Marijuana is one of the prime adversaries on the outlook of America’s war on drugs. Numerous people crave this drug to be permissible and readily available similar to tobacco and alcohol. While it is mind-boggling that two life-threatening substances such as tobacco and alcohol are legal, it is only fair to inquire why marijuana is illegal. While some argue that legalizing marijuana would significantly decrease the America’s prison system and save the states billions of dollars, others believe that the usage of marijuana may increase and deliberately get in to the hands of minors. Those who are in favor for marijuana legalization consider the ‘War on Drugs’ as an expensive disappointment.
In a laissez-faire economy, the market would determine how much and if machines would be used to grow and tend marijuana. People would have the freedom to purchase marijuana, and no one would be forced into buying it if they had moral believes against it. The problem that arises in this situation is the idea of public safety and morality against freedom of businesses. Many people would feel unsafe because marijuana is known as a “gateway” drug, leading people into a life of addiction to more serious drugs. In addition, many believe that because marijuana is in fact a drug it is morally unjust to use it.
The NIDA published many claims concerning marijuana use, but they did not have evidence to support their claims (Weir 26). This misinformation and the government’s campaign against marijuana made the legalization of marijuana impossible. Marijuana is a harmless drug, but it has not been legalized because people believe most of the anti-marijuana claims. Research studies have proven that marijuana helps the individual experience a sense of well being, relieves fatigue, stimulates the appetite, and induces a feeling of mild stimulation (McDonough 50). Another advantage of marijuana is that experienced users can control the degree and quality of the intoxication by “coming down” when it is necessary to perform (McDonough 50).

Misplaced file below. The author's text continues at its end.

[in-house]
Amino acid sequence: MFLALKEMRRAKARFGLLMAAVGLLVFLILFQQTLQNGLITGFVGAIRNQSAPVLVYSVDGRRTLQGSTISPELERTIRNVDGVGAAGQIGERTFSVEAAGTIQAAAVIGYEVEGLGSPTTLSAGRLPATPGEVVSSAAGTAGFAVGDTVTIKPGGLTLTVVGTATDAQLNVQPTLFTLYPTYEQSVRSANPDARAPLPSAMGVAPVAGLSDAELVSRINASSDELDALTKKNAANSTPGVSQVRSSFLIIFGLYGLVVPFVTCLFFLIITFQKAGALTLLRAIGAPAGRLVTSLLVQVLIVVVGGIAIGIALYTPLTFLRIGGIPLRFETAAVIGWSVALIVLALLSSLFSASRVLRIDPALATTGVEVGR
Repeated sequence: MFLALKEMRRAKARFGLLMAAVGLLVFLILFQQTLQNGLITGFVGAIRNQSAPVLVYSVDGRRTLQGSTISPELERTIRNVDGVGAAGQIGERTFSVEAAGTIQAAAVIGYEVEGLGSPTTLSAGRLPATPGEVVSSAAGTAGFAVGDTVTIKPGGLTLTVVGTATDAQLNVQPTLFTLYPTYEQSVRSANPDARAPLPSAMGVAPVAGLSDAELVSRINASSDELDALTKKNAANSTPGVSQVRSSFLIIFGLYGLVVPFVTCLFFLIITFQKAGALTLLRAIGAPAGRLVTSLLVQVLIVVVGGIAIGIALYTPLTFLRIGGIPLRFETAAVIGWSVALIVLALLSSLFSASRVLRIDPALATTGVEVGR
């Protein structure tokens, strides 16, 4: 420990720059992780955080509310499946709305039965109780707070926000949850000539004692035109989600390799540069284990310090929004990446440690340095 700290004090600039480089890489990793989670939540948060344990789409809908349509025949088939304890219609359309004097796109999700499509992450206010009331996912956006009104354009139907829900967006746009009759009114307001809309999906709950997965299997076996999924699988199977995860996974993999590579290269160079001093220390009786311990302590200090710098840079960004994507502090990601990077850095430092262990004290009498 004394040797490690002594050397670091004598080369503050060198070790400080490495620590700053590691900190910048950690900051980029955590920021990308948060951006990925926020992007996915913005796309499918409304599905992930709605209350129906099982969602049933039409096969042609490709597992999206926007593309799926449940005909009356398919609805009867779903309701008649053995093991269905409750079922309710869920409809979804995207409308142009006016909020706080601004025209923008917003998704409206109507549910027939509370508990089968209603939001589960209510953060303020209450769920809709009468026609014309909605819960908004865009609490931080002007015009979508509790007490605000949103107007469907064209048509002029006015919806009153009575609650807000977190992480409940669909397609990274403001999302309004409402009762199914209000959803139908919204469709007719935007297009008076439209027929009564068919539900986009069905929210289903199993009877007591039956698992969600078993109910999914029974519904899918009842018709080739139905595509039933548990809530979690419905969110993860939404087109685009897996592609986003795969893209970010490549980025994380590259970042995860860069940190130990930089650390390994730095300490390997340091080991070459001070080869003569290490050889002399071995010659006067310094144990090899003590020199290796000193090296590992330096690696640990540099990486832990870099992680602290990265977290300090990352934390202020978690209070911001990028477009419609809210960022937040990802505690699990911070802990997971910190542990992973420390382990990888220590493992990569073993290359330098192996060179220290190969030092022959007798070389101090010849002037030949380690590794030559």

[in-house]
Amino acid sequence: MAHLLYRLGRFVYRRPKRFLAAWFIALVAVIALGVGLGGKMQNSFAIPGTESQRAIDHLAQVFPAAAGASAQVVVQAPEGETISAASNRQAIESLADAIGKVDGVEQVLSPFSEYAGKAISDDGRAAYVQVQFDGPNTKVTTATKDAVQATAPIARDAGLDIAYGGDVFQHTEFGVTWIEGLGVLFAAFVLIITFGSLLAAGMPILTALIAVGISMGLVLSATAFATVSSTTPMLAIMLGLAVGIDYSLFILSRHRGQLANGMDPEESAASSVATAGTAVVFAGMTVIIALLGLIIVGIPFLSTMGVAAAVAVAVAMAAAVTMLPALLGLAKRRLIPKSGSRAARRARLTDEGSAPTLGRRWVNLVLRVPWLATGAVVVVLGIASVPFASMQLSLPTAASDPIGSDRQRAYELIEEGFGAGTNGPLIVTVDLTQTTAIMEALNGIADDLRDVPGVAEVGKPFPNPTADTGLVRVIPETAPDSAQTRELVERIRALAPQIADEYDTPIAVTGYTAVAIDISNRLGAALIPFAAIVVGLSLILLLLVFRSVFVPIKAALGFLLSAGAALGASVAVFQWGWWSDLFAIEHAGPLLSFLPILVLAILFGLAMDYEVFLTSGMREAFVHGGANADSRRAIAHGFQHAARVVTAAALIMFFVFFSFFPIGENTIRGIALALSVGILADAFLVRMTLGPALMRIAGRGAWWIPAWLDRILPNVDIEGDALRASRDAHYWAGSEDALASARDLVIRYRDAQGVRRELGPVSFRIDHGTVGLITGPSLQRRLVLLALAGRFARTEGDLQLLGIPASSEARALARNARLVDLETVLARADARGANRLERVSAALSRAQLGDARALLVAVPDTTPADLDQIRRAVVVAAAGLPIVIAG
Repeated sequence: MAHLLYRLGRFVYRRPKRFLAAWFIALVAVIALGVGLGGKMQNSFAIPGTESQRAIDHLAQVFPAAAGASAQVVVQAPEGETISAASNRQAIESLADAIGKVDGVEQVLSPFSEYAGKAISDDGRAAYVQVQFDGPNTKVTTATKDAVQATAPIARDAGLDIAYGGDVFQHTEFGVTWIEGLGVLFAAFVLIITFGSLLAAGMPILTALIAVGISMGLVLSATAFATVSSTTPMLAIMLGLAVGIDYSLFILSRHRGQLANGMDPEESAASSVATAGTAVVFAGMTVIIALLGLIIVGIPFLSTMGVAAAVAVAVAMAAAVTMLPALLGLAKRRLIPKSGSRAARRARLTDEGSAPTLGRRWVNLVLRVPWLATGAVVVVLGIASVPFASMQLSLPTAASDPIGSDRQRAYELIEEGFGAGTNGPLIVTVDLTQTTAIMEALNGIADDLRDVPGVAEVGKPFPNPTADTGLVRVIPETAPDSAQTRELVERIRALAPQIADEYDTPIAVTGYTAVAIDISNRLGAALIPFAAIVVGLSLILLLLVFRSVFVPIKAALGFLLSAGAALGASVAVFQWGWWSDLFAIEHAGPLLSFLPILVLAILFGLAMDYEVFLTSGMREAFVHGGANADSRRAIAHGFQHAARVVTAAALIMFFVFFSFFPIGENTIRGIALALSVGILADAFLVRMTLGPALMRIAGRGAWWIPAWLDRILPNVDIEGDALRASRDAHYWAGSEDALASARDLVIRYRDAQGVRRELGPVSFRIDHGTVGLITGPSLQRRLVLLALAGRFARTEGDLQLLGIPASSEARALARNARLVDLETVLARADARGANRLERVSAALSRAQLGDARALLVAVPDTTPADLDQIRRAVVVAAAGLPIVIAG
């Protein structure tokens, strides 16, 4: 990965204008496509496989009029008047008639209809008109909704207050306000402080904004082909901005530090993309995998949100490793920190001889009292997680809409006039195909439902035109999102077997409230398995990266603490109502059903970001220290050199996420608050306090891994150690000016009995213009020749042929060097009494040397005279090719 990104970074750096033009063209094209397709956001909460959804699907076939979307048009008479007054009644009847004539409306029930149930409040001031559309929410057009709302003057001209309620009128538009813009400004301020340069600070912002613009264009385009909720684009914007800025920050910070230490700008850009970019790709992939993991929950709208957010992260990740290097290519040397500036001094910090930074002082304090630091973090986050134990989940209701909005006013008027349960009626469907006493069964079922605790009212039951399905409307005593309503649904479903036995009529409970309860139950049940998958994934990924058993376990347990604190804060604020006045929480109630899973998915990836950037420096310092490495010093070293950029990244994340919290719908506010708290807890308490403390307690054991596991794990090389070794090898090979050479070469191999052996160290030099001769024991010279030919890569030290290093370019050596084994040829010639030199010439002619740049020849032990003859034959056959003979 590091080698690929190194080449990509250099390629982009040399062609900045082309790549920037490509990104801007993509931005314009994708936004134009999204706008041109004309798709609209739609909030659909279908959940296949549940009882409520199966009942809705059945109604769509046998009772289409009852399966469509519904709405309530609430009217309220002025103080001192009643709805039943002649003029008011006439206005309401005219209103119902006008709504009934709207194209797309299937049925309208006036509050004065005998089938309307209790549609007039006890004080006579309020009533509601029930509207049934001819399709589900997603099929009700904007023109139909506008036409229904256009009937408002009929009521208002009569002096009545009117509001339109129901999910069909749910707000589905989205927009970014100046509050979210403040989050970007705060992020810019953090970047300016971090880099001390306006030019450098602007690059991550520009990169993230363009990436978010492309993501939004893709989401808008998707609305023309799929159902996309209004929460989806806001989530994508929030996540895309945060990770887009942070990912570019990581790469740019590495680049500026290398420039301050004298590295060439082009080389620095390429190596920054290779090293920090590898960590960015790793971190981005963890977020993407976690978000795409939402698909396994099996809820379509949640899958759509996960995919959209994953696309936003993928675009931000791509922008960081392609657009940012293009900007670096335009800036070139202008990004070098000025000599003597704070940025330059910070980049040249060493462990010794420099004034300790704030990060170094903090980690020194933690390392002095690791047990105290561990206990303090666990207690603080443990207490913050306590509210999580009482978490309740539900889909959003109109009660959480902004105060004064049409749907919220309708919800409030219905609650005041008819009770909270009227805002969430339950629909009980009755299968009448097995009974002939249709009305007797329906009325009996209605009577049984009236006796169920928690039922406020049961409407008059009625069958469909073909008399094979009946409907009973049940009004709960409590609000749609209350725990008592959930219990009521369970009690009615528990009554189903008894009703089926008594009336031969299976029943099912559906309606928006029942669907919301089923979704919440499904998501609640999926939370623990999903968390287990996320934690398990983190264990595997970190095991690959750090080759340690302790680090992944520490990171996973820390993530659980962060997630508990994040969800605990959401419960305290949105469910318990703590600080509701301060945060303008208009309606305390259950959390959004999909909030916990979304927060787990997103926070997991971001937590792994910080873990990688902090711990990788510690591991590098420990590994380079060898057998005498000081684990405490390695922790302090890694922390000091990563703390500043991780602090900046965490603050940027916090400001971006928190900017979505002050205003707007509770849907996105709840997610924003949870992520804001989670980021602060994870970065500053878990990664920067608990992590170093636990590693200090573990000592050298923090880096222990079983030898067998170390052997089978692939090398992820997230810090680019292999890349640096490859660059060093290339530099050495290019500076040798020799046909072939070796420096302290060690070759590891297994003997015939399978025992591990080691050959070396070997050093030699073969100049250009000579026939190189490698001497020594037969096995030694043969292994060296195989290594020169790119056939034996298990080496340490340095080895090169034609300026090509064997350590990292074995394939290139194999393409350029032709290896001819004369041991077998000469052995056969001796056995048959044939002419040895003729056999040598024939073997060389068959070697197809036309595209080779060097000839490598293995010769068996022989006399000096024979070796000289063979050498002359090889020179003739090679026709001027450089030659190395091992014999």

In my own opinion I believe marijuana should be the only dug legalized. It’s inevitable that the drug trade will always be a problem to the society and it’s the government’s responsibility to reduce it and actually make a profit from drug legalization.
Releasing this drug to a greater population would increase the chances of it falling into the hands of children and causing harm to those around the abuser. Also, marijuana is considered a “gate-way” drug, or a drug leading to the usage of methamphetamine, heroin, or any ‘harder’ drugs and its addiction is difficult to overcome. Many believe that its legalization would solve the economic crisis , but would placing the United States population in harm’s way be worth the monetary benefits? Marijuana, when inhaled, has many harmful effects. According to the NIDA, the National Institute of Drug Abuse, “…marijuana intoxication can cause distorted perceptions, impaired coordination, difficulty with thinking and problem solving, and problems with learning and memory.” All of these symptoms of ‘getting high’ are similar to that of alcohol intoxication and may permanently damage the brain.